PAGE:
Yeah, well, budhai, we all appreciate your first-hand account of the visit but not everyone is priviliged to visit 'Cambo' (sic) like you...

  9. #9
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    Thanks for posting, Ice. It reminds of the time I visited the camp at Auschwitz (actually, Oswiecim in Polish) in Poland when I was there on holiday. A very moving and disturbing place, and something I'll never forget.

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    Member Tippaporn's Avatar
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    When will people ever learn?

  11. #11
    The Gent
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    Quote Originally Posted by Tippaporn
    When will people ever learn?
    Never ... so long as there's bleeding-heart liberals about...

  12. #12
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    Who stopped the Khmer Rouge, a Communist Country or a Democratically elected country?

    Don't forget how the French did so well there as well.



    Last edited by Little Chuchok; 06-05-2006 at 08:13 AM.

  13. #13
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    Quote Originally Posted by benbaaa
    Thanks for posting, Ice. It reminds of the time I visited the camp at Auschwitz (actually, Oswiecim in Polish) in Poland when I was there on holiday. A very moving and disturbing place, and something I'll never forget.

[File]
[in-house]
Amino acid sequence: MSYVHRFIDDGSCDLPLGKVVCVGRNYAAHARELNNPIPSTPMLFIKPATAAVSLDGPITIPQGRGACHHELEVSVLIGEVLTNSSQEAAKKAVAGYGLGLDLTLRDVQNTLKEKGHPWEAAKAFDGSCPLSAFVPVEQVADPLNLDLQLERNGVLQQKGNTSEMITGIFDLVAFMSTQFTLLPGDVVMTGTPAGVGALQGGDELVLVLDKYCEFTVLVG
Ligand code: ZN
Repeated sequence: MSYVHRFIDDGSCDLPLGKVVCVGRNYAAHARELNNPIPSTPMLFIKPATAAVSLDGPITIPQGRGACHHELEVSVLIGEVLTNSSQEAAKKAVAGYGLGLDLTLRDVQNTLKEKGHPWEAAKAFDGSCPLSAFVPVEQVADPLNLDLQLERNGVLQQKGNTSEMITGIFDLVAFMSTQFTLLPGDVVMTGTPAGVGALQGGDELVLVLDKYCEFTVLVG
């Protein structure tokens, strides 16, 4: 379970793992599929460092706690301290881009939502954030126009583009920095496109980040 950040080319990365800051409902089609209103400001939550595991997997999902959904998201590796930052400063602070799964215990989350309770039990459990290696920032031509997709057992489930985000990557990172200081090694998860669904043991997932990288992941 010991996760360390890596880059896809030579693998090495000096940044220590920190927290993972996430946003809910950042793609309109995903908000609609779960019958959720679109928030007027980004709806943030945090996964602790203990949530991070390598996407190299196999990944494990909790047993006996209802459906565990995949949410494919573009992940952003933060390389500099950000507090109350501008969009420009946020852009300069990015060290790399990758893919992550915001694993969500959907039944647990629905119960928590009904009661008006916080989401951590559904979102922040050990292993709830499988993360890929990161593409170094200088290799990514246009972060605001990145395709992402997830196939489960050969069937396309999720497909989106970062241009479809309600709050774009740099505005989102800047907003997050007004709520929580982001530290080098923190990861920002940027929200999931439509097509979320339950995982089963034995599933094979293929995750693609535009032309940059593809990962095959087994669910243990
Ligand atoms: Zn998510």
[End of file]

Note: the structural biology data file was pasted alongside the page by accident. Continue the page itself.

Thats a place I have always wanted to go,I have heard thet birds never sing and the grass doesn't grow,I guess once would be enough.

  14. #14
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    Thanks for sharing Ice. It looks like a rather somber place.

  15. #15
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    Dougal's Avatar
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    Thank you for posting the pics.

  16. #16
    I don't know barbaro's Avatar
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    Quote Originally Posted by Tippaporn
    When will people ever learn?
    Sadly, humankind really hasn't and probabley won't ever.

    Atrocities have happened since:

    Former Yugoslavia, Rwanda, etc.,

  17. #17
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    Thanks for sharing your pics icey. I enjoyed this book very much written by a war correspondant who's character is also in the movie The Killing Fields. Very well written, honest account of the awful atrocisties commited in what was once one of the most beautiful places on earth.